Eye tracking allows us to track where people are focusing and paying attention visually, which can be useful to understand human behaviour across many areas of Psychology.
This facility houses an EyeLink 1000 and an EyeLink 1000 Plus eye tracker which track people’s visual attention and focus, which in turn allows us to explore factors that can affect human behaviour and decision making.
Participants are seated in front of the eye tracker and presented stimuli on the screen in front of them. These stimuli can be created for many different types of experiments and research interests, and many different responses to these stimuli can be recorded in addition to the eye tracking data, for example: keyboard or mouse responses, reaction times etc. The EyeLink 1000 and EyeLink 1000 Plus can also be used alongside other pieces of equipment in psychology, for example sending signals to the BioPac to allow us to record physiological responses alongside the eye tracking data.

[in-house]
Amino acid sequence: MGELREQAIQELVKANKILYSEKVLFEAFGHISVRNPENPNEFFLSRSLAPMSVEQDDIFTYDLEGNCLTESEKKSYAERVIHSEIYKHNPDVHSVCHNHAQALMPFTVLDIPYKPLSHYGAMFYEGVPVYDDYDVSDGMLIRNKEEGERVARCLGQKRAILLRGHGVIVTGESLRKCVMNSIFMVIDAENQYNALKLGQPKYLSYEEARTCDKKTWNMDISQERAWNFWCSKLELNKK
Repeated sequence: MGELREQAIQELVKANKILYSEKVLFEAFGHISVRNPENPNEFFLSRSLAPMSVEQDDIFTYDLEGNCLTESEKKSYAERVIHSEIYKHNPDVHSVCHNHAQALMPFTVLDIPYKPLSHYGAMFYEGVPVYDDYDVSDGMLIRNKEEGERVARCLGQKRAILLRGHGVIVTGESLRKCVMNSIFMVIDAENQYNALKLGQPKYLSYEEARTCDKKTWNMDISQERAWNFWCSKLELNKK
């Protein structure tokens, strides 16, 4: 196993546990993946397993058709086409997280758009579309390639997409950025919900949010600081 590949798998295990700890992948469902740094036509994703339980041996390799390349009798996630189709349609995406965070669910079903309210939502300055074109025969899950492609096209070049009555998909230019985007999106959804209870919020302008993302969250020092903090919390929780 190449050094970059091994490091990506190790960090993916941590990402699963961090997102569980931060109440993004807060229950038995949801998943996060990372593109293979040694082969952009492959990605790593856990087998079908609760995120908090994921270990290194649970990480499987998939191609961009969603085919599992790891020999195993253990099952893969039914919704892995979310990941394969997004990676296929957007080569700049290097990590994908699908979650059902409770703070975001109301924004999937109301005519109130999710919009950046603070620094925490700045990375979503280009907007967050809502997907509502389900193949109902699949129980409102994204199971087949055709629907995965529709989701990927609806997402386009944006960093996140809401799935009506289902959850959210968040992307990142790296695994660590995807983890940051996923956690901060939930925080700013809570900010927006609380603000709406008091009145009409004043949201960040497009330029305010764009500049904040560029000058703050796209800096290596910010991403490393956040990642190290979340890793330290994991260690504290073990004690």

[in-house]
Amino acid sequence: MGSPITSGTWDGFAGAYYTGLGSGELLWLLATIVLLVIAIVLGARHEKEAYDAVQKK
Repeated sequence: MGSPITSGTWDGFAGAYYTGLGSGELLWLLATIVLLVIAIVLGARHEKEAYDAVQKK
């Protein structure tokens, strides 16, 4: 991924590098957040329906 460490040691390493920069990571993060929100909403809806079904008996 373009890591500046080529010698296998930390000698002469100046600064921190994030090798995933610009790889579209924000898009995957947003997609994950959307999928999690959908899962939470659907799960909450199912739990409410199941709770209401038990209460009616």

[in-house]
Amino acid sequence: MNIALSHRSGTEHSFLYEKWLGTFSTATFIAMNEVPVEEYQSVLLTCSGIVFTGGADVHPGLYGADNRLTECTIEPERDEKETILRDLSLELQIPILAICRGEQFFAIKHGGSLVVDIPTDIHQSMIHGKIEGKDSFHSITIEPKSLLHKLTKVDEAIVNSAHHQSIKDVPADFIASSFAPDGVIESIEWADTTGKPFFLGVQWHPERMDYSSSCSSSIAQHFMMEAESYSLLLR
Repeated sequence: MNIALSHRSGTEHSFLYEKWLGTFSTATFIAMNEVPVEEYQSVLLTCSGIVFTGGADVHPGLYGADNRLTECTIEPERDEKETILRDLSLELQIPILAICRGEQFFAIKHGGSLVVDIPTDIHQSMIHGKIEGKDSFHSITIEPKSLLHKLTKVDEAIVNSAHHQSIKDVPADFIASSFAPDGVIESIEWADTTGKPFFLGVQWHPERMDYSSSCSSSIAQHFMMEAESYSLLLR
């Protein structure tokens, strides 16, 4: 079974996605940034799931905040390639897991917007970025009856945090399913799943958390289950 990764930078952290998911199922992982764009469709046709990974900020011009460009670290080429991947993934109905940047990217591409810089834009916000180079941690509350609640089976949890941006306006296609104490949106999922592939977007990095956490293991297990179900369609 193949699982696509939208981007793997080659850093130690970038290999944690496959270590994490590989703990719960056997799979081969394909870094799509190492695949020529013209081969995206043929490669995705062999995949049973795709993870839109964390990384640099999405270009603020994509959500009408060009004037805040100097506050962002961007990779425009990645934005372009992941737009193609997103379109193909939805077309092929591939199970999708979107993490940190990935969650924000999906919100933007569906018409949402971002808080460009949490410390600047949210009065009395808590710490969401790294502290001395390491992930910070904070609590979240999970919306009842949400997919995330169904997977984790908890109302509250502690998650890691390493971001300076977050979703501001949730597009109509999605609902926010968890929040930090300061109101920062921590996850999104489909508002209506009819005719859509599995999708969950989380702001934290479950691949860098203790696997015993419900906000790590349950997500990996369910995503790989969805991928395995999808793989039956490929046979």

Whilst an experiment is taking place, the researcher can control the experiment from the control room. This control room contains monitors to view and control the participant’s screen and the eye tracker. There is also a CCTV and communication system in place so that the researcher can see and speak to the participant throughout.
In addition to the EyeLink eye trackers, there are also other eye tracking options available, such as the Eye Tribe eye tracker, and Tobii eye tracking glasses that can be used outside of the laboratory. Eye tracking can also be integrated into Virtual Reality headsets, such as the Samsung Gear and HTC Vive systems that are available within the Psychology Department.
Mark YoungTechnical Instructor-Sport & Ex & Psych